Maybe the Luddite Fallacy isn’t a fallacy any more

The Economist explores how automation and technology is replacing jobs. Unlike previous eras when such disruptions did indeed create many new jobs, this time the robots and bots may be self-perpetuating. And the jobs they are replacing are ones previously thought immune from such technological shifts.

First thing we do, we replace all the lawyers.

Lawyers are in a similar boat now that smart algorithms can search case law, evaluate the issues at hand and summarise the results. Machines have already shown they can perform legal discovery for a fraction of the cost of human professionals—and do so with far greater thoroughness than lawyers and paralegals usually manage.

The original Luddites just wanted a level playing field. Sound familiar?

But the Luddites themselves “were totally fine with machines,” says Kevin Binfield, editor of the 2004 collection Writings of the Luddites. They confined their attacks to manufacturers who used machines in what they called “a fraudulent and deceitful manner” to get around standard labor practices. “They just wanted machines that made high-quality goods,” says Binfield, “and they wanted these machines to be run by workers who had gone through an apprenticeship and got paid decent wages. Those were their only concerns.”

Luddites smashing machinery


  1. Couldn’t go through all the comments, but I’m depressed that no one I saw responded by citing Marshall Brain’s story “Manna”. Unfortunately, no one in power is willing to consider the Australian solution.

    However, all these “automate everything and eliminate the workers” solutions assume that the fossil fuel will stay plentiful and cheap to run these machines.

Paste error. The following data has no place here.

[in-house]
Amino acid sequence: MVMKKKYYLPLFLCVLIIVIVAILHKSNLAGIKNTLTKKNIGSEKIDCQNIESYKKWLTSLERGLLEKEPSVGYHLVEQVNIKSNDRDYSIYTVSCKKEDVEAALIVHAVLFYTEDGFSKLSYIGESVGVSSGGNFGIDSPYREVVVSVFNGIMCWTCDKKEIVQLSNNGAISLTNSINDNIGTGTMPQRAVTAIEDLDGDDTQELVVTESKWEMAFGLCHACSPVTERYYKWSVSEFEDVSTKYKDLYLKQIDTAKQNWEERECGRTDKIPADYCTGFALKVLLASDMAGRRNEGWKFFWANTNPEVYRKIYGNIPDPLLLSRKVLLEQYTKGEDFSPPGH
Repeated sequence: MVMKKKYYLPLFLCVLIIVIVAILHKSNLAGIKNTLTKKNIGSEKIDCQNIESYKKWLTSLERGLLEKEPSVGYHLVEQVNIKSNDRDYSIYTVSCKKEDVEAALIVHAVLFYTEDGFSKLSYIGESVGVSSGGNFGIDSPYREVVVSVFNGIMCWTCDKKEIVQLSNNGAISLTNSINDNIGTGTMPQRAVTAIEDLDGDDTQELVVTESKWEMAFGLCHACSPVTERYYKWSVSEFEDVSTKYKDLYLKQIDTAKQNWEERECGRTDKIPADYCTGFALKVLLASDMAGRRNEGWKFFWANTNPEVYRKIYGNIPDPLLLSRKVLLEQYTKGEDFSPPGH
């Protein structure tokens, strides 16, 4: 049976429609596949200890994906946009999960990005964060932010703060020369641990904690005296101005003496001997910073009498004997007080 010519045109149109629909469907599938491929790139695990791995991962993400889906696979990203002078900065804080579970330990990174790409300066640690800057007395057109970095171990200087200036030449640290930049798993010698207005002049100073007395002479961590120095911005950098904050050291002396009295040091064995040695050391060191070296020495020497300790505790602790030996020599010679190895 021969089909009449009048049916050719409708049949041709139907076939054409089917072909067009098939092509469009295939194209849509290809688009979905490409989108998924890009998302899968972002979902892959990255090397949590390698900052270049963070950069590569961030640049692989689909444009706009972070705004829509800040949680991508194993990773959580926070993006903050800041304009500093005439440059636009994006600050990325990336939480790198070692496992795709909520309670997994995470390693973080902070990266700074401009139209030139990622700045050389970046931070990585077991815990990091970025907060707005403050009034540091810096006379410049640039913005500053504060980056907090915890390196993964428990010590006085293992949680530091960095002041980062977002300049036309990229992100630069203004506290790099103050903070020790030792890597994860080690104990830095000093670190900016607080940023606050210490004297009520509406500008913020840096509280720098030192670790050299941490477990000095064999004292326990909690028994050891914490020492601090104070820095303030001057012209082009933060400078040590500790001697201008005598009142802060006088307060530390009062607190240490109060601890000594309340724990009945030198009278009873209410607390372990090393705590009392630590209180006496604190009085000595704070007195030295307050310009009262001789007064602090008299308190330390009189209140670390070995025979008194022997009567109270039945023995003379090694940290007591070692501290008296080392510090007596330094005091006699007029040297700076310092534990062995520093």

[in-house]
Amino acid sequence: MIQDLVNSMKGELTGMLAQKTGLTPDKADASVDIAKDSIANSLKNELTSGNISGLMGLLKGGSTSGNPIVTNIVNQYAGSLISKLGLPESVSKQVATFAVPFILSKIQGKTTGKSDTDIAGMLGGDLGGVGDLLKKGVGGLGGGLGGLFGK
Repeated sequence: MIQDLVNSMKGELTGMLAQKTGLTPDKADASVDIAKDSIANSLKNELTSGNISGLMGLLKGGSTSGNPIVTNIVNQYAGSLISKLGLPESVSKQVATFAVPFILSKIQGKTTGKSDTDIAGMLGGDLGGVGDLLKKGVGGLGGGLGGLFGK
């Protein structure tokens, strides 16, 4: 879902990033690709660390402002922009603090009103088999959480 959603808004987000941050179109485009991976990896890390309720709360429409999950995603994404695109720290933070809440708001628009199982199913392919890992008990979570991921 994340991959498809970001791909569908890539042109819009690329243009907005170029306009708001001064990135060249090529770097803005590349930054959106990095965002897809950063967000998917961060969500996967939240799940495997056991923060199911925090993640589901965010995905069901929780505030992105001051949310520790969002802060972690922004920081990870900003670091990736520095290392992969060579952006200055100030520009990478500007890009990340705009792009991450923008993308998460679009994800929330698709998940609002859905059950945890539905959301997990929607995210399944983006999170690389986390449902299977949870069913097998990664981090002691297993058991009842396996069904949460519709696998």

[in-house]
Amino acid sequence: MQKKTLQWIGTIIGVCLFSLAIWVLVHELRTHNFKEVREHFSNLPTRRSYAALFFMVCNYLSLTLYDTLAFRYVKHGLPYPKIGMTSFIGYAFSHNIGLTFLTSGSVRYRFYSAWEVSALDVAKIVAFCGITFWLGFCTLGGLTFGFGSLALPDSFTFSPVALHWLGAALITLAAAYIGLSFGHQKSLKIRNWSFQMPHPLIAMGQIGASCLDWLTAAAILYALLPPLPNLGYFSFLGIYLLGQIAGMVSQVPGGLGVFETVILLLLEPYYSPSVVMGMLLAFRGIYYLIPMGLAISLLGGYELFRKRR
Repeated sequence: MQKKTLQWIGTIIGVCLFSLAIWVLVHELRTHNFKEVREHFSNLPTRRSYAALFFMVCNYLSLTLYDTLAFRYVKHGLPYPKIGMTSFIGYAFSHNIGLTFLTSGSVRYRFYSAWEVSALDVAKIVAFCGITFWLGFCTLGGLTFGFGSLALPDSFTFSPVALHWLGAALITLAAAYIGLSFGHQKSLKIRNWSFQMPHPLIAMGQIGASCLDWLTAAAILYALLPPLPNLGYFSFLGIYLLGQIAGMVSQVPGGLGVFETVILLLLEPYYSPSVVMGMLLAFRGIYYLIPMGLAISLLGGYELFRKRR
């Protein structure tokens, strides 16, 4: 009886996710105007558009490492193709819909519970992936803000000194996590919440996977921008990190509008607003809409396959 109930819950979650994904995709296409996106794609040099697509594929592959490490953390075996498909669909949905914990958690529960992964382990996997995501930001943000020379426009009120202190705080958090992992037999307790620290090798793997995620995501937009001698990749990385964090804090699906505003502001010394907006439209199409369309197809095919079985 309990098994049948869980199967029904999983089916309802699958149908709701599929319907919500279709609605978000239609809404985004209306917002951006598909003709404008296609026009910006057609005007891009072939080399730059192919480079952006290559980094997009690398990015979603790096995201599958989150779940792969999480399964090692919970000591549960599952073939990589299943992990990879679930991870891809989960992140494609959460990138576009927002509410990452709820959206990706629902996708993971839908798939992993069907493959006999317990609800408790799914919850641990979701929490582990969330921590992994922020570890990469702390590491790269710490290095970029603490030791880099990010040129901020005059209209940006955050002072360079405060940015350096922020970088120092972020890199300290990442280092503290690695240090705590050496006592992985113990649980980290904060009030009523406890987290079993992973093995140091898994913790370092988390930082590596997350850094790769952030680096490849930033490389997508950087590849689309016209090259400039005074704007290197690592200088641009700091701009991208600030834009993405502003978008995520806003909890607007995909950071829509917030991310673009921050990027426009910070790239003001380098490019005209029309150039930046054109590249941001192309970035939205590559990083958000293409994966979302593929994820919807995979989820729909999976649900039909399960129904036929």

I do remember the shock of reading Kirkpatrick Sales’ Rebels Against The Future and realizing that the history textbook I read in school had lied to me about the Luddites.

  2. And it’s Kirkpatrick Sale, not Sales. *sigh*

  3. Must be an old history text, as amongst the handful of texts I reviewed this past summer only one made mention, and then as a sidebar about their throwing wooden shoes into the machinery. These days’ very little history makes it into the “history” books.

  4. I have always maintained that if WE don’t record our history, it never happened. We then become a people without a history and without a culture. I have got together with a group of Glasgow activists and we are in the process of trying to collect and archive all the meterial we can lay our hands on regarding working class struggle. We are of course at the minute confine ourselves to Glasgow and Clydeside area but my dream is that other groups will do likewise in each of our villages, towns and cities. We have given the collection the name “Spirit of Revolt” this is making a connection with one of Glasgows best know anarchist, Guy Aldred, he produced a paper called, The Spirit of Revolt. For those who might be interested, I have written up a little piece on Guy Aldred

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